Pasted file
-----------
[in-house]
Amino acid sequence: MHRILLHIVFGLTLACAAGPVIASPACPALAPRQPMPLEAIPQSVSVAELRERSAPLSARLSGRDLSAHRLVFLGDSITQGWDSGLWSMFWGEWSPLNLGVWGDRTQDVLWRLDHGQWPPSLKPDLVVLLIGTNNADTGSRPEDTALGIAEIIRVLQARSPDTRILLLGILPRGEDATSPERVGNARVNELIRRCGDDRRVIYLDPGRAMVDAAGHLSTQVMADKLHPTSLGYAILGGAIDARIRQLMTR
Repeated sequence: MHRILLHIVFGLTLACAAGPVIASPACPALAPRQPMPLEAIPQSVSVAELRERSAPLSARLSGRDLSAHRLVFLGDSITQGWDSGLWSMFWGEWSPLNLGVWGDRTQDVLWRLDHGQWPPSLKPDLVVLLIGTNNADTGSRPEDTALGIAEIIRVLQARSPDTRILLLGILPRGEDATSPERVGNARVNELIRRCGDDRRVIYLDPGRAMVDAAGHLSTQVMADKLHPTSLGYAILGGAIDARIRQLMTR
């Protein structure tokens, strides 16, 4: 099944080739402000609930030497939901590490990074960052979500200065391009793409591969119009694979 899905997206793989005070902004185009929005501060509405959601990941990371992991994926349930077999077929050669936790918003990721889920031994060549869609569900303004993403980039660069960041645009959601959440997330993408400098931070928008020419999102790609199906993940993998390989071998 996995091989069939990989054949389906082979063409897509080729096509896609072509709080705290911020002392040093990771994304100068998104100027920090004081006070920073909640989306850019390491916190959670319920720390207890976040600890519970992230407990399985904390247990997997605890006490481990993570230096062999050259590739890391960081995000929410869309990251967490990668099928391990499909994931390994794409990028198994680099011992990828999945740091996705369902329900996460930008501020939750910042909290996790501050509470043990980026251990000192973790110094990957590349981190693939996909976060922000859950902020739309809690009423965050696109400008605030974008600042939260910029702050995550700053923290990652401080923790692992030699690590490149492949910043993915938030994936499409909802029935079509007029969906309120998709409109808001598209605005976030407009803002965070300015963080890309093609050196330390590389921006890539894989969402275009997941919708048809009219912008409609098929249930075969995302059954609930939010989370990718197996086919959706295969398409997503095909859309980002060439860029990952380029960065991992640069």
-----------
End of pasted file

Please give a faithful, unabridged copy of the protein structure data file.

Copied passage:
[in-house]
Amino acid sequence: MHRILLHIVFGLTLACAAGPVIASPACPALAPRQPMPLEAIPQSVSVAELRERSAPLSARLSGRDLSAHRLVFLGDSITQGWDSGLWSMFWGEWSPLNLGVWGDRTQDVLWRLDHGQWPPSLKPDLVVLLIGTNNADTGSRPEDTALGIAEIIRVLQARSPDTRILLLGILPRGEDATSPERVGNARVNELIRRCGDDRRVIYLDPGRAMVDAAGHLSTQVMADKLHPTSLGYAILGGAIDARIRQLMTR
Repeated sequence: MHRILLHIVFGLTLACAAGPVIASPACPALAPRQPMPLEAIPQSVSVAELRERSAPLSARLSGRDLSAHRLVFLGDSITQGWDSGLWSMFWGEWSPLNLGVWGDRTQDVLWRLDHGQWPPSLKPDLVVLLIGTNNADTGSRPEDTALGIAEIIRVLQARSPDTRILLLGILPRGEDATSPERVGNARVNELIRRCGDDRRVIYLDPGRAMVDAAGHLSTQVMADKLHPTSLGYAILGGAIDARIRQLMTR
């Protein structure tokens, strides 16, 4: 099944080739402000609930030497939901590490990074960052979500200065391009793409591969119009694979 899905997206793989005070902004185009929005501060509405959601990941990371992991994926349930077999077929050669936790918003990721889920031994060549869609569900303004993403980039660069960041645009959601959440997330993408400098931070928008020419999102790609199906993940993998390989071998 996995091989069939990989054949389906082979063409897509080729096509896609072509709080705290911020002392040093990771994304100068998104100027920090004081006070920073909640989306850019390491916190959670319920720390207890976040600890519970992230407990399985904390247990997997605890006490481990993570230096062999050259590739890391960081995000929410869309990251967490990668099928391990499909994931390994794409990028198994680099011992990828999945740091996705369902329900996460930008501020939750910042909290996790501050509470043990980026251990000192973790110094990957590349981190693939996909976060922000859950902020739309809690009423965050696109400008605030974008600042939260910029702050995550700053923290990652401080923790692992030699690590490149492949910043993915938030994936499409909802029935079509007029969906309120998709409109808001598209605005976030407009803002965070300015963080890309093609050196330390590389921006890539894989969402275009997941919708048809009219912008409609098929249930075969995302059954609930939010989370990718197996086919959706295969398409997503095909859309980002060439860029990952380029960065991992640069």